9

(I've seen this question, but the first answer goes about auto properties more than about design, and the second one says hide the data storage code from the consumer, which I'm not sure is what I want/my code does, so I'd like to hear some other opinion)

I have two very similar entities, HolidayDiscount and RentalDiscount, that represent length discounts as 'if it lasts at least numberOfDays, a percent discount is applicable'. The tables have fks to different parent entities, and are used in different places, but where they're used, there is a common logic to get the maximum applicable discount. For instance, a HolidayOffer has a number of HolidayDiscounts, and when calculating its cost, we need to figure out the applicable discount. Same for rentals and RentalDiscounts.

Since the logic is the same, I want to keep it in a single place. That's what the following method, predicate and comparator do:

Optional<LengthDiscount> getMaxApplicableLengthDiscount(List<LengthDiscount> discounts, int daysToStay) {
    if (discounts.isEmpty()) {
        return Optional.empty();
    }
    return discounts.stream()
            .filter(new DiscountIsApplicablePredicate(daysToStay))
            .max(new DiscountMinDaysComparator());
}

public class DiscountIsApplicablePredicate implements Predicate<LengthDiscount> {

    private final long daysToStay;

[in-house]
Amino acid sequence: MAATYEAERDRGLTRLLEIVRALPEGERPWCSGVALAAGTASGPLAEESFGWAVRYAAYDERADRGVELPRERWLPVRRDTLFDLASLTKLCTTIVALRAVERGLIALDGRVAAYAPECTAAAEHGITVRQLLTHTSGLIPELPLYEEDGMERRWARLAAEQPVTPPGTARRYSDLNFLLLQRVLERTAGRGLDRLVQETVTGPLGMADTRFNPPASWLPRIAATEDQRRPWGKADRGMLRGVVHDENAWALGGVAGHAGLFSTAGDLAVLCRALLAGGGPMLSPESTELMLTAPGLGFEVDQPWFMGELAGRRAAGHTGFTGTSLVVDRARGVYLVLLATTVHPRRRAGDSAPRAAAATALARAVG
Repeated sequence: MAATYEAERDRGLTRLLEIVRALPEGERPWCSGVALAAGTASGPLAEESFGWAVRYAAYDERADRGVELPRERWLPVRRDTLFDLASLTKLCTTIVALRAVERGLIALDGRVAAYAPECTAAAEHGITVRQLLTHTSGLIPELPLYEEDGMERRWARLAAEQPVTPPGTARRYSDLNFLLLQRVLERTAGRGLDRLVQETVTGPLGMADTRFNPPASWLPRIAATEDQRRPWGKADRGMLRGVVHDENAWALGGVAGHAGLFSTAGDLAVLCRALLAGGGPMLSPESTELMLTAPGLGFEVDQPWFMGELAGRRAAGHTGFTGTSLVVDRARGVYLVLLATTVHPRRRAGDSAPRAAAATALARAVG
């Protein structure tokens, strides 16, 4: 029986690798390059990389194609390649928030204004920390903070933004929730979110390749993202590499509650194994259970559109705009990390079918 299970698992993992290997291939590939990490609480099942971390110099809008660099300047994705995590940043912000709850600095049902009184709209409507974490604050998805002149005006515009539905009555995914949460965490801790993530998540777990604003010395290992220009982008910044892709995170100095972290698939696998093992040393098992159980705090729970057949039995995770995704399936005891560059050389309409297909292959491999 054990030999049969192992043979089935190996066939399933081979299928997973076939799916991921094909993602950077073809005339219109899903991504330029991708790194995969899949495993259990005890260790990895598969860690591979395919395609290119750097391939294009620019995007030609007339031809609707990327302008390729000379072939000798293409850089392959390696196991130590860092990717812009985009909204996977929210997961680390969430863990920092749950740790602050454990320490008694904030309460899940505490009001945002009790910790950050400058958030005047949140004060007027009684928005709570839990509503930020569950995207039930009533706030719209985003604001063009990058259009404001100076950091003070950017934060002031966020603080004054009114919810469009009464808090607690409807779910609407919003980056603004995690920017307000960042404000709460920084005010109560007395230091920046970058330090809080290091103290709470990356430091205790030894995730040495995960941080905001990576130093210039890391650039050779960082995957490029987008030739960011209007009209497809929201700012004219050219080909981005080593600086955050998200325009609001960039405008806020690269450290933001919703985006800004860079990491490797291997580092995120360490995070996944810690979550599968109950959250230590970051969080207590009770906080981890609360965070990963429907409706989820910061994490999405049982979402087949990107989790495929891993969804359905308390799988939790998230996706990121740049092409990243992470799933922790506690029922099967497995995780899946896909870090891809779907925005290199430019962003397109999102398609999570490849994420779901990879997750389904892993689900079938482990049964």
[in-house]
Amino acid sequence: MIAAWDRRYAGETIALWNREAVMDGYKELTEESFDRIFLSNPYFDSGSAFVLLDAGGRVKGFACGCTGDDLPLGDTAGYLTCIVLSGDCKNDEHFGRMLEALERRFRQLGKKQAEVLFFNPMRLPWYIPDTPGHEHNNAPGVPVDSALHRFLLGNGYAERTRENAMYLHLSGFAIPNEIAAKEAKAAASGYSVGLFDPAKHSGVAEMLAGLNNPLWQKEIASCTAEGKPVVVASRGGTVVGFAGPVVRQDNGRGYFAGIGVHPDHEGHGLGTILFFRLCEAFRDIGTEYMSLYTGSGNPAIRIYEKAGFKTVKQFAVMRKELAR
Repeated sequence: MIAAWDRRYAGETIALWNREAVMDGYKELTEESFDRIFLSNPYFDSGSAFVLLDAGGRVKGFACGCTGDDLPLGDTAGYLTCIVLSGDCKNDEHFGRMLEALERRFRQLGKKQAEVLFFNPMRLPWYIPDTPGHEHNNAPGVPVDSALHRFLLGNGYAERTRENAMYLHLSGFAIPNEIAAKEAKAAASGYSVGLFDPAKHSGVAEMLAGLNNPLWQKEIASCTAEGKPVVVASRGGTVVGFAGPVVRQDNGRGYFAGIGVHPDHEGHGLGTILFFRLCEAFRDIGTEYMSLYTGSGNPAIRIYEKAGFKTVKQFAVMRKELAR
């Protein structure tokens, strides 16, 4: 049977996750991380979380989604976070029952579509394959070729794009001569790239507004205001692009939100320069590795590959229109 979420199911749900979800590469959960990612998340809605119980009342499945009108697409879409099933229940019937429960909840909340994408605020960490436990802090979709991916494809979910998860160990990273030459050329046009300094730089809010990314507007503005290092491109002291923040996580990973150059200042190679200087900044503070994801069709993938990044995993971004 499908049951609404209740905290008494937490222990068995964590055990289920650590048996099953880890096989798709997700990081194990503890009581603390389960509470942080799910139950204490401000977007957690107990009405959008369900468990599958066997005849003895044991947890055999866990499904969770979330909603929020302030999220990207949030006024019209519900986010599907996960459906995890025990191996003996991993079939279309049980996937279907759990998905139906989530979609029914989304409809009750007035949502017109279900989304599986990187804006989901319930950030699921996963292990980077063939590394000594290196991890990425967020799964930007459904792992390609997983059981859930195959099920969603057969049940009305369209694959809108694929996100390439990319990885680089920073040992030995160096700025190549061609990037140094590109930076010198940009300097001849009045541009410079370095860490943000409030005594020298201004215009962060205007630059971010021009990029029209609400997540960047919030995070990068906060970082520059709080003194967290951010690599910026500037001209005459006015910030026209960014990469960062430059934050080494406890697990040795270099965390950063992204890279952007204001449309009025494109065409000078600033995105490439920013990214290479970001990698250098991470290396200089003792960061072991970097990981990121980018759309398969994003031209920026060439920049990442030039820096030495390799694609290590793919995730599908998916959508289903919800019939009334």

public DiscountIsApplicablePredicate(long daysToStay) {
        this.daysToStay = daysToStay;
    }

    @Override
    public boolean test(LengthDiscount discount) {
        return daysToStay >= discount.getNumberOfDays();
    }
}

public class DiscountMinDaysComparator implements Comparator<LengthDiscount> {

    @Override
    public int compare(LengthDiscount d1, LengthDiscount d2) {
        return d1.getNumberOfDays().compareTo(d2.getNumberOfDays());
    }
}

Since the only information needed are the number of days, I end up with an interface as

public interface LengthDiscount {

    Integer getNumberOfDays();
}

And the two entities

@Entity
@Table(name = "holidayDiscounts")
@Setter
public class HolidayDiscount implements LengthDiscount {

    private BigInteger percent;

    private Integer numberOfDays;

    public BigInteger getPercent() {
        return percent;
    }

    @Override
    public Integer getNumberOfDays() {
        return numberOfDays;
    }

}

@Entity
@Table(name = "rentalDiscounts")
@Setter
public class RentalDiscount implements LengthDiscount {

    private BigInteger percent;

    private Integer numberOfDays;

    public BigInteger getPercent() {
        return percent;
    }

    @Override
    public Integer getNumberOfDays() {
        return numberOfDays;
    }
}

The interface has a single getter method that the two entities implement, which of course works, but I doubt it's a good design. It doesn't represent any behavior, given holding a value is not a property. This is a rather simple case, I have a couple more of similar, more complex cases (with 3-4 getters).

My question is, is this a bad design? What is a better approach?

  • 4
    The purpose of an interface is to establish a pattern of connection, not to represent behavior. That duty falls to the methods in the implementation. – Robert Harvey Feb 1 '17 at 17:15
  • As to your implementation, there's an awful lot of boilerplate (code that doesn't actually do anything, other than provide structure). Are you sure you need all of it? – Robert Harvey Feb 1 '17 at 17:36